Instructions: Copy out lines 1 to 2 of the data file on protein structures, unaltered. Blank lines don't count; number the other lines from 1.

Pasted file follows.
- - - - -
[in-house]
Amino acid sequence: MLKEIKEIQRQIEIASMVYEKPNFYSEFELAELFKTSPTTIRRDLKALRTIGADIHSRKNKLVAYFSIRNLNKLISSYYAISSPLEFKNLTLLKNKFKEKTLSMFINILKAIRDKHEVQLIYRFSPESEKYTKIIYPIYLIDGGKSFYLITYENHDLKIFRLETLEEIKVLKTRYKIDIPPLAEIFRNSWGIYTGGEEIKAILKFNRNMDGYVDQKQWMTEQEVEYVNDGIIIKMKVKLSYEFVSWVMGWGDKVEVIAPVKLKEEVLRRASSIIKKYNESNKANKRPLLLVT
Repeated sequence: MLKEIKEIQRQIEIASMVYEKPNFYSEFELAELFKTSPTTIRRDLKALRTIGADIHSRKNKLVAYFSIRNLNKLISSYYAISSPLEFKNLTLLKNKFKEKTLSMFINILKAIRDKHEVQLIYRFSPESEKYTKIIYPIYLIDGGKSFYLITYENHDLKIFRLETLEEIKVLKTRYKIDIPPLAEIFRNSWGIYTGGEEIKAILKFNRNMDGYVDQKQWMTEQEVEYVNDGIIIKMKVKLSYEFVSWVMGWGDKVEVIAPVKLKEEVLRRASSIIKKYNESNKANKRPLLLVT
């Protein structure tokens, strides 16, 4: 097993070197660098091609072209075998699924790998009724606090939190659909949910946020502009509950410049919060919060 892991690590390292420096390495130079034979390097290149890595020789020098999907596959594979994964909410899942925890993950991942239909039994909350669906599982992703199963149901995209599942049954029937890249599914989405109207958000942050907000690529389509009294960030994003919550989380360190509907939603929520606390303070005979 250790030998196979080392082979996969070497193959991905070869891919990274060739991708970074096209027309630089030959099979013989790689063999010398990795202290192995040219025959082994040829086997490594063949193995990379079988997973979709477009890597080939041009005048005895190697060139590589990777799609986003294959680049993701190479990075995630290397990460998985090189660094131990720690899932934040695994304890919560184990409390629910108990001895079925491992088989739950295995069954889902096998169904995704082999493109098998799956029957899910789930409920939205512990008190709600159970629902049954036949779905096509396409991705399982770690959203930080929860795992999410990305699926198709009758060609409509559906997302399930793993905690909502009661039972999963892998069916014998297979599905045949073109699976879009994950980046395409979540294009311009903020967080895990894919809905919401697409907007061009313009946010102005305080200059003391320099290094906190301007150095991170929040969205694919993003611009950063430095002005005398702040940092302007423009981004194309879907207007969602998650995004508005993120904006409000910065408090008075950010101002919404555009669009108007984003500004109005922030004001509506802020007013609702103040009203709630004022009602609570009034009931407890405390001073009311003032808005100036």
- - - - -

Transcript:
[in-house]
Amino acid sequence: MLKEIKEIQRQIEIASMVYEKPNFYSEFELAELFKTSPTTIRRDLKALRTIGADIHSRKNKLVAYFSIRNLNKLISSYYAISSPLEFKNLTLLKNKFKEKTLSMFINILKAIRDKHEVQLIYRFSPESEKYTKIIYPIYLIDGGKSFYLITYENHDLKIFRLETLEEIKVLKTRYKIDIPPLAEIFRNSWGIYTGGEEIKAILKFNRNMDGYVDQKQWMTEQEVEYVNDGIIIKMKVKLSYEFVSWVMGWGDKVEVIAPVKLKEEVLRRASSIIKKYNESNKANKRPLLLVT